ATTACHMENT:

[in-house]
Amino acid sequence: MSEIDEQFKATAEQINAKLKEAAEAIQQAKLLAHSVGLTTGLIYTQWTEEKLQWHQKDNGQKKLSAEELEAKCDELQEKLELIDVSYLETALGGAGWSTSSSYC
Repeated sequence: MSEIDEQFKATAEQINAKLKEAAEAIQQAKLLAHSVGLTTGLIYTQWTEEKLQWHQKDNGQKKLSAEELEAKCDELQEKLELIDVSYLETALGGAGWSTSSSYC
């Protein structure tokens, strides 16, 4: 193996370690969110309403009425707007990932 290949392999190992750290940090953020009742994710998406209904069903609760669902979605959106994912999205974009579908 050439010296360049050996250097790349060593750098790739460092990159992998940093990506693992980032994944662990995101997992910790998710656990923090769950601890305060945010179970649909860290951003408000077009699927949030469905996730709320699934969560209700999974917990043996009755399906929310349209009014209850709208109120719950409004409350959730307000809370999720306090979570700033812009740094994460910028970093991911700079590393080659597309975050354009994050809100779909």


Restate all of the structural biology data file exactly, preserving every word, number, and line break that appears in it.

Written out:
[in-house]
Amino acid sequence: MSEIDEQFKATAEQINAKLKEAAEAIQQAKLLAHSVGLTTGLIYTQWTEEKLQWHQKDNGQKKLSAEELEAKCDELQEKLELIDVSYLETALGGAGWSTSSSYC
Repeated sequence: MSEIDEQFKATAEQINAKLKEAAEAIQQAKLLAHSVGLTTGLIYTQWTEEKLQWHQKDNGQKKLSAEELEAKCDELQEKLELIDVSYLETALGGAGWSTSSSYC
């Protein structure tokens, strides 16, 4: 193996370690969110309403009425707007990932 290949392999190992750290940090953020009742994710998406209904069903609760669902979605959106994912999205974009579908 050439010296360049050996250097790349060593750098790739460092990159992998940093990506693992980032994944662990995101997992910790998710656990923090769950601890305060945010179970649909860290951003408000077009699927949030469905996730709320699934969560209700999974917990043996009755399906929310349209009014209850709208109120719950409004409350959730307000809370999720306090979570700033812009740094994460910028970093991911700079590393080659597309975050354009994050809100779909």